Hanson said work on its proposed four-way demerger "continues apace", but refused to add any detail as it yesterday announced lower-than-expected first-quarter profits. Profits for the first three months suffered from higher interest charges following last year's pounds 2.5bn acquisition of Eastern Group, and the absence of profits from non-core businesses spun off last year into US Industries.
Derek Bonham, chief executive, said: "Inevitably some time will lapse before details of the early demergers, chemicals and tobacco, are available. Meanwhile our disposal programme is on track with good progress being made with Suburban Propane and Cavenham."
Analysts said the decline in first-quarter profits from pounds 272m to pounds 262m was in line with expectations, but the news sent Hanson's shares 3.25p lower to 180.25p, compounding their marked underperformance since the announcement of the conglomerate's planned break-up.
Since news broke of Hanson's proposed demerger, the shares have lost more than 30p, wiping pounds 1.6bn from the market value of the group, as the market worried that, unlike in the cases of ICI and Courtaulds, breaking Hanson up would fail to release any hidden shareholder value. There is also concern that the aggregate dividend paid by Hanson's constituent parts will be lower than the 12p paid by the group as a whole. Yesterday's first-quarter payout was maintained at 3p.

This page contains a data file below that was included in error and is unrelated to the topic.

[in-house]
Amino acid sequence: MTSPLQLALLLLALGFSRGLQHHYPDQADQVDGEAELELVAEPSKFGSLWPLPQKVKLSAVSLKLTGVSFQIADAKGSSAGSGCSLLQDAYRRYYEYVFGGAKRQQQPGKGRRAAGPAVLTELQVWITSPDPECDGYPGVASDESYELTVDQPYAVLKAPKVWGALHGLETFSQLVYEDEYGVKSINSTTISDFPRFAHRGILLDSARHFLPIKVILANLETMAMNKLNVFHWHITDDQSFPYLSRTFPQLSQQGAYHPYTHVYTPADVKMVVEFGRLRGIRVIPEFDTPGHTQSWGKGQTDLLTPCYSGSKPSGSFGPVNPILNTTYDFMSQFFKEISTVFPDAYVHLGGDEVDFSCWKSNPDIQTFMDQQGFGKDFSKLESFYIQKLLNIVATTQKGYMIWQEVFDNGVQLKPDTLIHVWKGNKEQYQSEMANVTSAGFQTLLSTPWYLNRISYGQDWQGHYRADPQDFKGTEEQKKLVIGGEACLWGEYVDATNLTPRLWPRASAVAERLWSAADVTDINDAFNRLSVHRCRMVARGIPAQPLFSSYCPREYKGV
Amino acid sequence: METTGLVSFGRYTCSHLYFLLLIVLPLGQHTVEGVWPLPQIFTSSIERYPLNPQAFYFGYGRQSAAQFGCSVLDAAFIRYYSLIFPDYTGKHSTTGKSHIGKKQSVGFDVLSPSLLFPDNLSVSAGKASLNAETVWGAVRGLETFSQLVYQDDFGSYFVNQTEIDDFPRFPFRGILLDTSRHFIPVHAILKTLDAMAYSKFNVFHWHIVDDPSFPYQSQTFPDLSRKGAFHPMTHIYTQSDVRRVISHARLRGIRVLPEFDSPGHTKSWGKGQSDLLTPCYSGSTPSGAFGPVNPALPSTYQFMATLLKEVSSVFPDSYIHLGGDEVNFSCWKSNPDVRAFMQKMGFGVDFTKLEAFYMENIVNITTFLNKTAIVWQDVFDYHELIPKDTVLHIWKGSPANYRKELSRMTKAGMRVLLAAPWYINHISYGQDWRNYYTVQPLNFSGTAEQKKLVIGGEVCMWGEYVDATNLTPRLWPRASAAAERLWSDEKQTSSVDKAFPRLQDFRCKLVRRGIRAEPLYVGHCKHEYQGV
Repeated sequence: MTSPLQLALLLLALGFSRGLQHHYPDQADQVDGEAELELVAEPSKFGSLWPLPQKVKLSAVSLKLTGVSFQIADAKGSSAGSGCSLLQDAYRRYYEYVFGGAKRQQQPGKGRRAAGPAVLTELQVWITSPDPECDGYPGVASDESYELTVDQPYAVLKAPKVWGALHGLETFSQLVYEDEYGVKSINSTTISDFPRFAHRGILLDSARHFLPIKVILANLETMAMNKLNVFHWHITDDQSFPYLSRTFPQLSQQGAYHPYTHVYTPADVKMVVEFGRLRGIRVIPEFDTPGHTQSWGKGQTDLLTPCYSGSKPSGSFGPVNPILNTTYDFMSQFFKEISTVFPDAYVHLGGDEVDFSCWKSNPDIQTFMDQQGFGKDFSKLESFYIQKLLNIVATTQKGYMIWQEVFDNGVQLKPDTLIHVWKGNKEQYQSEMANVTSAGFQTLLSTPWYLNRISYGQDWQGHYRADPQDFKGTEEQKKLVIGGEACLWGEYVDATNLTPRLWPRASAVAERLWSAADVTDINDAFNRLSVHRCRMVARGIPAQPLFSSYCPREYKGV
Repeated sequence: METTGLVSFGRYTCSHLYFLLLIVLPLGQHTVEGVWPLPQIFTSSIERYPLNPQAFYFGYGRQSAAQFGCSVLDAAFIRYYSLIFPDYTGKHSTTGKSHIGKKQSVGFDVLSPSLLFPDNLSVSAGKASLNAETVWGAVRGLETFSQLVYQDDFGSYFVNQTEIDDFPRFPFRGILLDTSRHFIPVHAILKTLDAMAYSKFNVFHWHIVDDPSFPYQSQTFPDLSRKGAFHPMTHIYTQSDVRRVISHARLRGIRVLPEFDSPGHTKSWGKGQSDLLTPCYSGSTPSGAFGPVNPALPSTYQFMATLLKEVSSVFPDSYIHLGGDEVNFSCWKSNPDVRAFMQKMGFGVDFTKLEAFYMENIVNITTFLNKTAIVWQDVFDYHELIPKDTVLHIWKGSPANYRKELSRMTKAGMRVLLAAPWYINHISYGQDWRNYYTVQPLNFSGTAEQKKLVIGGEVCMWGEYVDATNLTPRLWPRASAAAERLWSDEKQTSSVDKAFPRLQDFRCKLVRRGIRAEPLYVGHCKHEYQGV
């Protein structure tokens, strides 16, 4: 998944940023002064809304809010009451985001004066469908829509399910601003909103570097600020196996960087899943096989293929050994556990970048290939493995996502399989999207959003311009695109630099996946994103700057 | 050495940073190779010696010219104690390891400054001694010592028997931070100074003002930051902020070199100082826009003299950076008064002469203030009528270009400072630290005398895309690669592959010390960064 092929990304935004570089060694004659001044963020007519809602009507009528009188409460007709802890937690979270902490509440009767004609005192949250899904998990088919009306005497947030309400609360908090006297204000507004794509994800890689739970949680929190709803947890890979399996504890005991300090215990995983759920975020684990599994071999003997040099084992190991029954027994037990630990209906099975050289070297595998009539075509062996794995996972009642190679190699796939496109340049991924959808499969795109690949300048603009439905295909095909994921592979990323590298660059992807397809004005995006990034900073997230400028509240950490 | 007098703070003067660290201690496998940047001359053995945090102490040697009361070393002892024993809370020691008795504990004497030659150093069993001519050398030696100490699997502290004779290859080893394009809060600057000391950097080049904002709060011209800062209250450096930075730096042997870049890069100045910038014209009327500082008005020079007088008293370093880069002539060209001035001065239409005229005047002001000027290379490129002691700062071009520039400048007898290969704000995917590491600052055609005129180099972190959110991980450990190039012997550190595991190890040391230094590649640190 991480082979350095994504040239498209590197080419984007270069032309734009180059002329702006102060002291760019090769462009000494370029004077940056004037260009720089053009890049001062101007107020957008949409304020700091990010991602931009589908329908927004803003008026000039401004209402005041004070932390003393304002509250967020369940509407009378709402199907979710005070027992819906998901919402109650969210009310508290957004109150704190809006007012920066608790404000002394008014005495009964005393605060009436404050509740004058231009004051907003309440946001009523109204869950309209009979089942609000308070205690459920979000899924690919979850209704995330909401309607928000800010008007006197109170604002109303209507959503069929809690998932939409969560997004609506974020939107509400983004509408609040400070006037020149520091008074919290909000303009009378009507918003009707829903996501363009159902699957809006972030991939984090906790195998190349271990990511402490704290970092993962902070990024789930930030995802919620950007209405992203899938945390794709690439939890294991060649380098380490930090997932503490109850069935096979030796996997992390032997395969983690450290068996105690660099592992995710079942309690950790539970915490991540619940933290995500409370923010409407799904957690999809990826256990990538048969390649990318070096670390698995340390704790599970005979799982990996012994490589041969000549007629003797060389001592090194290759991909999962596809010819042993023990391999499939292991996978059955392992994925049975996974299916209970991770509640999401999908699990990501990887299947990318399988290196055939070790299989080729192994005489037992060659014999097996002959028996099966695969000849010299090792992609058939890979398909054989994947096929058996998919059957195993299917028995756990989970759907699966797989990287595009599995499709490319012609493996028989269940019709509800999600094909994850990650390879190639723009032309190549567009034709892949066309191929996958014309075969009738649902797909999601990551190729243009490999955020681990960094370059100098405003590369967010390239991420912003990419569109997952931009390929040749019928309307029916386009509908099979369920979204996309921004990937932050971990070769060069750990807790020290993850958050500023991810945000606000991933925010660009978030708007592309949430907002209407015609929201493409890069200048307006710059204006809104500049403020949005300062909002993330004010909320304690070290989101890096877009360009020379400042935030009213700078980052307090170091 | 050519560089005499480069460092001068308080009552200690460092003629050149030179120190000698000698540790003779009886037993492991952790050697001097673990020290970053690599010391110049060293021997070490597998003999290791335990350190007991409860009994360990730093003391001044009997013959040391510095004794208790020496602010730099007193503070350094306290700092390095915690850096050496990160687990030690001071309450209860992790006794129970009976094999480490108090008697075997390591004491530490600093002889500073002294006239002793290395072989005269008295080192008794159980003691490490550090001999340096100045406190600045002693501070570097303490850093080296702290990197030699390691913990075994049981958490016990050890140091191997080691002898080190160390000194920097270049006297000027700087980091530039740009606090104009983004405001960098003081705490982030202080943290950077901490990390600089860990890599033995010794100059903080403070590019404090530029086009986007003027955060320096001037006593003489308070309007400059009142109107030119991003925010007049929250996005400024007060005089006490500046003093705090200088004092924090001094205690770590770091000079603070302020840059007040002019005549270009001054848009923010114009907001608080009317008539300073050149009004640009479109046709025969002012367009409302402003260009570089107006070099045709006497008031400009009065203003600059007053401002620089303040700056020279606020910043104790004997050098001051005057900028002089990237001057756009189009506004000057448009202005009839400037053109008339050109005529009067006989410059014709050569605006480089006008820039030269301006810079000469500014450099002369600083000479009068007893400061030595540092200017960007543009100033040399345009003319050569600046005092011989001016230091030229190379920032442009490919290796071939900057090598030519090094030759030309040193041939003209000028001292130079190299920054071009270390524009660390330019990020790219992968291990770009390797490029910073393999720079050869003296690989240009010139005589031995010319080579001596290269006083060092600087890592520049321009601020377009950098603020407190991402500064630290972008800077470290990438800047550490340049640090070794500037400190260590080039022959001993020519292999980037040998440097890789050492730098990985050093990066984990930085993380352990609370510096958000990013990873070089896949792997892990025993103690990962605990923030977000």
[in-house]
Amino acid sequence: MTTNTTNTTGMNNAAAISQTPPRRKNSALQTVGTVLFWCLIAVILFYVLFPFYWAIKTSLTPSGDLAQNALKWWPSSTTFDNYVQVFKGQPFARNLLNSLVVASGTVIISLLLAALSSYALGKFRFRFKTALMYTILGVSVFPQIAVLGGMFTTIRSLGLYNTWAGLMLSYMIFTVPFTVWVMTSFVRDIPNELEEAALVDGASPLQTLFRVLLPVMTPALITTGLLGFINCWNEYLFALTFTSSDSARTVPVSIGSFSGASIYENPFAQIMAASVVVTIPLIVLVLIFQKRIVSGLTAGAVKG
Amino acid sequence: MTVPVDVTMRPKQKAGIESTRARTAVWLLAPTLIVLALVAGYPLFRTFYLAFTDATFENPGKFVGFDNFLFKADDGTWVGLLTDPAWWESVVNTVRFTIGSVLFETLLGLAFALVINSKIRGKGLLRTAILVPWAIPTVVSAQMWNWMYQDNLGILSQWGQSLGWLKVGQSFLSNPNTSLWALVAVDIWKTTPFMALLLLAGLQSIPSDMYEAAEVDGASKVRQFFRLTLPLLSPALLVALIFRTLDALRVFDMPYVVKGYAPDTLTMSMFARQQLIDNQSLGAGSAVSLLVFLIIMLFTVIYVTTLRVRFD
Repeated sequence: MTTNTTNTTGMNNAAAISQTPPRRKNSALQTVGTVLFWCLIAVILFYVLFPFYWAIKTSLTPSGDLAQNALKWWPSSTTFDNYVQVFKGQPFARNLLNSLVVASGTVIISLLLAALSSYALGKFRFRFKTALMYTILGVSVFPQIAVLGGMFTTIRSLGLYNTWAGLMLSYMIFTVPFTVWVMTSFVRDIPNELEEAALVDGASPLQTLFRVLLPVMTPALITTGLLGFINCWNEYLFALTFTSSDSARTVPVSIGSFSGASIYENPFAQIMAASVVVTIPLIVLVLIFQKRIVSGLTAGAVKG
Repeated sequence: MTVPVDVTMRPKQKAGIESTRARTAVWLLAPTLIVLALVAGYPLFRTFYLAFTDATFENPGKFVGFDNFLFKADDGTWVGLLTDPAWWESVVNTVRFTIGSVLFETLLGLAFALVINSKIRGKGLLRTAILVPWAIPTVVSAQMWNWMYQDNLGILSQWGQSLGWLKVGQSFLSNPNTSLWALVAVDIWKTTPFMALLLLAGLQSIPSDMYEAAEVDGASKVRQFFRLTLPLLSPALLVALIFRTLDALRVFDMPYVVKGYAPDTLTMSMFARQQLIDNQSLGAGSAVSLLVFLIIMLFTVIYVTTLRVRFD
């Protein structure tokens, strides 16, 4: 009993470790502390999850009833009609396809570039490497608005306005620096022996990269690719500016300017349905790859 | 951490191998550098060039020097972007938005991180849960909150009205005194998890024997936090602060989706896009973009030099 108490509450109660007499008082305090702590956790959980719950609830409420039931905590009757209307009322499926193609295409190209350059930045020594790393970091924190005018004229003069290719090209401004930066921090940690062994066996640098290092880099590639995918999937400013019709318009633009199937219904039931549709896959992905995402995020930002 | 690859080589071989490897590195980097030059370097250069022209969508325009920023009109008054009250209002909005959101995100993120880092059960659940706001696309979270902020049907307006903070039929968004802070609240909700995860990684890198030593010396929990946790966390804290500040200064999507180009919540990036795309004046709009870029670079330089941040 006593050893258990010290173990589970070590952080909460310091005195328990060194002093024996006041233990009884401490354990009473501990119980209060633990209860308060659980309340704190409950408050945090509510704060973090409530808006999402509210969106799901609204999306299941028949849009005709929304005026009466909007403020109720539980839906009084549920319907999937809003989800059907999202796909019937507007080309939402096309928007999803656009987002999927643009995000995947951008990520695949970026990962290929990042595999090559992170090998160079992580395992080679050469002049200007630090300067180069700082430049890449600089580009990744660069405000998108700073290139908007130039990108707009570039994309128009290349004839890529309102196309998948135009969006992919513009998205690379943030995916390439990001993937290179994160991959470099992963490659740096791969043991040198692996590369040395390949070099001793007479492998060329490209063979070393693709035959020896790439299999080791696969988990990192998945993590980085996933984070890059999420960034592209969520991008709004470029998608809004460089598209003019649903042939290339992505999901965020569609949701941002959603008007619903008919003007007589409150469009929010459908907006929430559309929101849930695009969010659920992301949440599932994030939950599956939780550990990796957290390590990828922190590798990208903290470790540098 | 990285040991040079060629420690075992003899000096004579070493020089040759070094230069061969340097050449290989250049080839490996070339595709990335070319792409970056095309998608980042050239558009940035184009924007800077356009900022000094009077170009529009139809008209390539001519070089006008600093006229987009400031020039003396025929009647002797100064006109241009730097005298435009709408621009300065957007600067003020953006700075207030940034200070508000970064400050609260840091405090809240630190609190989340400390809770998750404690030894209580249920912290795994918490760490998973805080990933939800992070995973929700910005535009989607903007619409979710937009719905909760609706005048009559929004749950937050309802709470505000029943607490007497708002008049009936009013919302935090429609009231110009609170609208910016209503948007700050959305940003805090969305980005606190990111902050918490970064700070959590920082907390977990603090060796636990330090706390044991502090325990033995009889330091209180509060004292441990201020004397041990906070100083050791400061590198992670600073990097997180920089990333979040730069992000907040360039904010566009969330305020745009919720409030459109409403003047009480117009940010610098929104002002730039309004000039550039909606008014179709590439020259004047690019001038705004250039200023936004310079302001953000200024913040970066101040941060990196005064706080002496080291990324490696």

The strongest performer in the first three months was Eastern, the former regional electricity company Hanson acquired last autumn. It contributed pounds 75m and is expected to enhance earnings per share in its first full year to a greater extent than the company had originally budgeted for.
Quantum, the US chemicals company, failed, as expected, to match its performance 12 months previously thanks to lower polyethylene and methanol prices. Profits slipped from pounds 84m to pounds 58m, but the company said customer destocking appeared to have ended. In line with other producers, Quantum has announced price increases for later this month.
The building businesses which, after the demerger of chemicals, tobacco and energy, will form the rump Hanson, maintained profits at pounds 36m despite weakening road-building, construction and house-building markets in the UK. Tobacco, which some observers expect to be an early bid target after the split, saw profits slip from pounds 87m to pounds 81m but Hanson said the shortfall should be made up later in the year.Reuse content